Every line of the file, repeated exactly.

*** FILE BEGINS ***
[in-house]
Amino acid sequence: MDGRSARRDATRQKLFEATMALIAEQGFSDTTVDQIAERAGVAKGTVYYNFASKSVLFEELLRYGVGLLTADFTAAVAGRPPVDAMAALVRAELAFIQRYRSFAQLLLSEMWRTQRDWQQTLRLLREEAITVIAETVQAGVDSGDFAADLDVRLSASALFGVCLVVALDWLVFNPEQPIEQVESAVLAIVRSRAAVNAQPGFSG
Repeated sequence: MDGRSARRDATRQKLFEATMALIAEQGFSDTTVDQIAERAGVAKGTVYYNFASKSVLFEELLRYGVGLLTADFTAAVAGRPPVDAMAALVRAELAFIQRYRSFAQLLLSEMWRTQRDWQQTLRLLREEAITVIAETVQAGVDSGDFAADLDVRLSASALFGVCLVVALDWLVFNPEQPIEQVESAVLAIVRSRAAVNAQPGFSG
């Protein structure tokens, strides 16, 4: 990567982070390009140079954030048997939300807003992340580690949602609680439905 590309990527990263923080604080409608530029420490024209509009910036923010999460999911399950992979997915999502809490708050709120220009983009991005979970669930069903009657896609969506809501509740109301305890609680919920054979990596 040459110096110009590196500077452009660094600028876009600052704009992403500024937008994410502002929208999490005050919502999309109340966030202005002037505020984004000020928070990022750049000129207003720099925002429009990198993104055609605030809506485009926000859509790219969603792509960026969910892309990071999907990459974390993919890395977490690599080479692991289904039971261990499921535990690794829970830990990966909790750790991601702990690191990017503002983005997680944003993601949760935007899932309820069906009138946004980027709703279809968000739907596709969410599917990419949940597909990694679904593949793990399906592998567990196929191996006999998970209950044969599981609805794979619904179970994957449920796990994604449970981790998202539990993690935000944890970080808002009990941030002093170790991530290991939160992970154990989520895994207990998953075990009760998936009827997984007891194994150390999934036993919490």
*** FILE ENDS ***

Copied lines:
[in-house]
Amino acid sequence: MDGRSARRDATRQKLFEATMALIAEQGFSDTTVDQIAERAGVAKGTVYYNFASKSVLFEELLRYGVGLLTADFTAAVAGRPPVDAMAALVRAELAFIQRYRSFAQLLLSEMWRTQRDWQQTLRLLREEAITVIAETVQAGVDSGDFAADLDVRLSASALFGVCLVVALDWLVFNPEQPIEQVESAVLAIVRSRAAVNAQPGFSG
Repeated sequence: MDGRSARRDATRQKLFEATMALIAEQGFSDTTVDQIAERAGVAKGTVYYNFASKSVLFEELLRYGVGLLTADFTAAVAGRPPVDAMAALVRAELAFIQRYRSFAQLLLSEMWRTQRDWQQTLRLLREEAITVIAETVQAGVDSGDFAADLDVRLSASALFGVCLVVALDWLVFNPEQPIEQVESAVLAIVRSRAAVNAQPGFSG
């Protein structure tokens, strides 16, 4: 990567982070390009140079954030048997939300807003992340580690949602609680439905 590309990527990263923080604080409608530029420490024209509009910036923010999460999911399950992979997915999502809490708050709120220009983009991005979970669930069903009657896609969506809501509740109301305890609680919920054979990596 040459110096110009590196500077452009660094600028876009600052704009992403500024937008994410502002929208999490005050919502999309109340966030202005002037505020984004000020928070990022750049000129207003720099925002429009990198993104055609605030809506485009926000859509790219969603792509960026969910892309990071999907990459974390993919890395977490690599080479692991289904039971261990499921535990690794829970830990990966909790750790991601702990690191990017503002983005997680944003993601949760935007899932309820069906009138946004980027709703279809968000739907596709969410599917990419949940597909990694679904593949793990399906592998567990196929191996006999998970209950044969599981609805794979619904179970994957449920796990994604449970981790998202539990993690935000944890970080808002009990941030002093170790991530290991939160992970154990989520895994207990998953075990009760998936009827997984007891194994150390999934036993919490």